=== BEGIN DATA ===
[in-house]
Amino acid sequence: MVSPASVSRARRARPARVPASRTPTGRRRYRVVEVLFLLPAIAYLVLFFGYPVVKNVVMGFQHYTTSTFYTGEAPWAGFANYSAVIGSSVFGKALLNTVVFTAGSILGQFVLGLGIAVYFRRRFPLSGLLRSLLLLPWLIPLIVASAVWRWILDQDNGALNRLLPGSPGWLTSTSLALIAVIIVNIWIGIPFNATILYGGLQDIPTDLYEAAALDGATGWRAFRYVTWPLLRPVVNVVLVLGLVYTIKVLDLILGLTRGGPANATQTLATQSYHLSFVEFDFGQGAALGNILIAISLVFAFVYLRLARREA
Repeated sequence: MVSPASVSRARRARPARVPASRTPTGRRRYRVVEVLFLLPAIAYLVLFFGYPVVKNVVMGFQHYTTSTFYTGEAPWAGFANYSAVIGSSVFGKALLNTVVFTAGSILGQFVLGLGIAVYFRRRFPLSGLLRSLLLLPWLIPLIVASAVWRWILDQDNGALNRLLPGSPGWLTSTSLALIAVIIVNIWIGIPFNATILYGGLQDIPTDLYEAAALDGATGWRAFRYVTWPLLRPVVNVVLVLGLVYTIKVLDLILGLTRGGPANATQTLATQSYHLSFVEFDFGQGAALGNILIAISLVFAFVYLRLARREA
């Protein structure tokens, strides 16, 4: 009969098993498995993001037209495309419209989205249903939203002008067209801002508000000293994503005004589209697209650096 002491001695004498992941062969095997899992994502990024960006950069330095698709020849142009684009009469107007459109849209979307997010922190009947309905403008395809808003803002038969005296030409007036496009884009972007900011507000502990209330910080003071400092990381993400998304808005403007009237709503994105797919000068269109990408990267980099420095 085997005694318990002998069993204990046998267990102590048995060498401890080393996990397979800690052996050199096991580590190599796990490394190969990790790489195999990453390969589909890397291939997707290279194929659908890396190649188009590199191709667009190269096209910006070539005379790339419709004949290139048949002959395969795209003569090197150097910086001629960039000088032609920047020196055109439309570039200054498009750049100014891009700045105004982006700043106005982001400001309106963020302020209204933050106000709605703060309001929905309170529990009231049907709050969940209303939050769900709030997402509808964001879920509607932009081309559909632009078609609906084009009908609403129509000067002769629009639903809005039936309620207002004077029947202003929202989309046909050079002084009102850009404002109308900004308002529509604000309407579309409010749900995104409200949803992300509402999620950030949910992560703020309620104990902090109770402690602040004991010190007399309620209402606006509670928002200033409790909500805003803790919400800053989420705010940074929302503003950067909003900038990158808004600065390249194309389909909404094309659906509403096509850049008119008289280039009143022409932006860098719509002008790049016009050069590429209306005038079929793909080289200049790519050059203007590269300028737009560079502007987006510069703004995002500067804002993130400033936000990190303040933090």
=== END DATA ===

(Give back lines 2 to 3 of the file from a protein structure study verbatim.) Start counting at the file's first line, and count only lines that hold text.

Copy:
Amino acid sequence: MVSPASVSRARRARPARVPASRTPTGRRRYRVVEVLFLLPAIAYLVLFFGYPVVKNVVMGFQHYTTSTFYTGEAPWAGFANYSAVIGSSVFGKALLNTVVFTAGSILGQFVLGLGIAVYFRRRFPLSGLLRSLLLLPWLIPLIVASAVWRWILDQDNGALNRLLPGSPGWLTSTSLALIAVIIVNIWIGIPFNATILYGGLQDIPTDLYEAAALDGATGWRAFRYVTWPLLRPVVNVVLVLGLVYTIKVLDLILGLTRGGPANATQTLATQSYHLSFVEFDFGQGAALGNILIAISLVFAFVYLRLARREA
Repeated sequence: MVSPASVSRARRARPARVPASRTPTGRRRYRVVEVLFLLPAIAYLVLFFGYPVVKNVVMGFQHYTTSTFYTGEAPWAGFANYSAVIGSSVFGKALLNTVVFTAGSILGQFVLGLGIAVYFRRRFPLSGLLRSLLLLPWLIPLIVASAVWRWILDQDNGALNRLLPGSPGWLTSTSLALIAVIIVNIWIGIPFNATILYGGLQDIPTDLYEAAALDGATGWRAFRYVTWPLLRPVVNVVLVLGLVYTIKVLDLILGLTRGGPANATQTLATQSYHLSFVEFDFGQGAALGNILIAISLVFAFVYLRLARREA